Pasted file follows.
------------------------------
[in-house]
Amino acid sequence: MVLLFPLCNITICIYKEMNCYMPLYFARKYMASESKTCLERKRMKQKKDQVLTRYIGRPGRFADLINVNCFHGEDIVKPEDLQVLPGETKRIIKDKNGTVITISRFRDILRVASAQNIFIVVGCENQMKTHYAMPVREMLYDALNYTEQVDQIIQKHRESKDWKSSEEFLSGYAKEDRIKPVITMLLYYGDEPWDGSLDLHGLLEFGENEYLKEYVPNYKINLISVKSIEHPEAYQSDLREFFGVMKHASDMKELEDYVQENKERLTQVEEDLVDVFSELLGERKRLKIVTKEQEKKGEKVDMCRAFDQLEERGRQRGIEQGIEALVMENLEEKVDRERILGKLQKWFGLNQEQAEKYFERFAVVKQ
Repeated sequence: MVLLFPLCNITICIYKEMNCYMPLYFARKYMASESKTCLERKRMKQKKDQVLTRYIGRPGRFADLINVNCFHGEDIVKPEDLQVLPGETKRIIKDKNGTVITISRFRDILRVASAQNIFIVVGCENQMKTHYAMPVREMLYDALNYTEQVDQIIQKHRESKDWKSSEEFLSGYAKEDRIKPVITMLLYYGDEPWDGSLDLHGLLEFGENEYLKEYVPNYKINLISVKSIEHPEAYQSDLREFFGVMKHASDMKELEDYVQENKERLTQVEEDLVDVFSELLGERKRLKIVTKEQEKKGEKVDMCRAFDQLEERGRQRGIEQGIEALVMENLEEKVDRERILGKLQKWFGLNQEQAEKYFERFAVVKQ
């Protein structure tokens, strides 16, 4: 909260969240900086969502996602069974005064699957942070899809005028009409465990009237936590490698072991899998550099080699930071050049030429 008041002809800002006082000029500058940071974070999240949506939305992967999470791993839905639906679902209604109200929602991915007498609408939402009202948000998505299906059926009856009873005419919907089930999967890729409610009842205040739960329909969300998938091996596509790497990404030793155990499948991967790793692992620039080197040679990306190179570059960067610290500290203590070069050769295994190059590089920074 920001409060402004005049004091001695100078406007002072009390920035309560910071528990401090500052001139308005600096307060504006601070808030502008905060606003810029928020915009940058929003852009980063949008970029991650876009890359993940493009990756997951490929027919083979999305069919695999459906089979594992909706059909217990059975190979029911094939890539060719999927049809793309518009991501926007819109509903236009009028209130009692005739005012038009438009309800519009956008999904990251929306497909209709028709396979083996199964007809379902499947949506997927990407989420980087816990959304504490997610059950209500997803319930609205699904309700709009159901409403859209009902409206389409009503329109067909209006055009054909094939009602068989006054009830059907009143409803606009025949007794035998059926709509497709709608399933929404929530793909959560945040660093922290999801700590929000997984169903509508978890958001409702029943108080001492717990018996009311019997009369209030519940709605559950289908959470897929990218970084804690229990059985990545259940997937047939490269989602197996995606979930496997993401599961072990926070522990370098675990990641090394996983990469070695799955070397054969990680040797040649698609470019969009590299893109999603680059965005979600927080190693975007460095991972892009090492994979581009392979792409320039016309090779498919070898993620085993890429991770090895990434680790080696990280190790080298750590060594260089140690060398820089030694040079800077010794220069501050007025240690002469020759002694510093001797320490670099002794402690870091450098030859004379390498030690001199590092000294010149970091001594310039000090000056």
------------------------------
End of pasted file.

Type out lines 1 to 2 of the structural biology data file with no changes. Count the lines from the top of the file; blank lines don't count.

[in-house]
Amino acid sequence: MVLLFPLCNITICIYKEMNCYMPLYFARKYMASESKTCLERKRMKQKKDQVLTRYIGRPGRFADLINVNCFHGEDIVKPEDLQVLPGETKRIIKDKNGTVITISRFRDILRVASAQNIFIVVGCENQMKTHYAMPVREMLYDALNYTEQVDQIIQKHRESKDWKSSEEFLSGYAKEDRIKPVITMLLYYGDEPWDGSLDLHGLLEFGENEYLKEYVPNYKINLISVKSIEHPEAYQSDLREFFGVMKHASDMKELEDYVQENKERLTQVEEDLVDVFSELLGERKRLKIVTKEQEKKGEKVDMCRAFDQLEERGRQRGIEQGIEALVMENLEEKVDRERILGKLQKWFGLNQEQAEKYFERFAVVKQ